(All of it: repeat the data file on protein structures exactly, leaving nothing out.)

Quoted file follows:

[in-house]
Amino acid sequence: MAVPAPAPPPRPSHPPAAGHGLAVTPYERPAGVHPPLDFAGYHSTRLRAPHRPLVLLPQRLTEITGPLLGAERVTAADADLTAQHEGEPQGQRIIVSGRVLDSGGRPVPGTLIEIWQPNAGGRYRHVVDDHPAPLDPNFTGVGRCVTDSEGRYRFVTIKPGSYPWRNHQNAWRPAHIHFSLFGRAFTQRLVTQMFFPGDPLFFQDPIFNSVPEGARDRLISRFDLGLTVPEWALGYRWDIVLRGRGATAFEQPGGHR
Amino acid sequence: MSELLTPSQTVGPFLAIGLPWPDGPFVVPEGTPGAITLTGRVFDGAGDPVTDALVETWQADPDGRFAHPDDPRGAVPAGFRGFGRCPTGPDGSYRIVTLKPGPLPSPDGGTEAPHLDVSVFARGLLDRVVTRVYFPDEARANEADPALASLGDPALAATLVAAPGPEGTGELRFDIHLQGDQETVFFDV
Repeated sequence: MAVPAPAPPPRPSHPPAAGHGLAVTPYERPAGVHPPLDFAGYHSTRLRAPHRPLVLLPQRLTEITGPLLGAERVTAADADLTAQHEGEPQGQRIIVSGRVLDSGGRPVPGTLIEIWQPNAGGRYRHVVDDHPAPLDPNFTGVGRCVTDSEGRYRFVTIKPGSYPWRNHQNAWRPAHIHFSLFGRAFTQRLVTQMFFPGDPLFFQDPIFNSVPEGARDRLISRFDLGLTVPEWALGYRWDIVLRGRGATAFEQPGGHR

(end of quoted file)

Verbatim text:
[in-house]
Amino acid sequence: MAVPAPAPPPRPSHPPAAGHGLAVTPYERPAGVHPPLDFAGYHSTRLRAPHRPLVLLPQRLTEITGPLLGAERVTAADADLTAQHEGEPQGQRIIVSGRVLDSGGRPVPGTLIEIWQPNAGGRYRHVVDDHPAPLDPNFTGVGRCVTDSEGRYRFVTIKPGSYPWRNHQNAWRPAHIHFSLFGRAFTQRLVTQMFFPGDPLFFQDPIFNSVPEGARDRLISRFDLGLTVPEWALGYRWDIVLRGRGATAFEQPGGHR
Amino acid sequence: MSELLTPSQTVGPFLAIGLPWPDGPFVVPEGTPGAITLTGRVFDGAGDPVTDALVETWQADPDGRFAHPDDPRGAVPAGFRGFGRCPTGPDGSYRIVTLKPGPLPSPDGGTEAPHLDVSVFARGLLDRVVTRVYFPDEARANEADPALASLGDPALAATLVAAPGPEGTGELRFDIHLQGDQETVFFDV
Repeated sequence: MAVPAPAPPPRPSHPPAAGHGLAVTPYERPAGVHPPLDFAGYHSTRLRAPHRPLVLLPQRLTEITGPLLGAERVTAADADLTAQHEGEPQGQRIIVSGRVLDSGGRPVPGTLIEIWQPNAGGRYRHVVDDHPAPLDPNFTGVGRCVTDSEGRYRFVTIKPGSYPWRNHQNAWRPAHIHFSLFGRAFTQRLVTQMFFPGDPLFFQDPIFNSVPEGARDRLISRFDLGLTVPEWALGYRWDIVLRGRGATAFEQPGGHR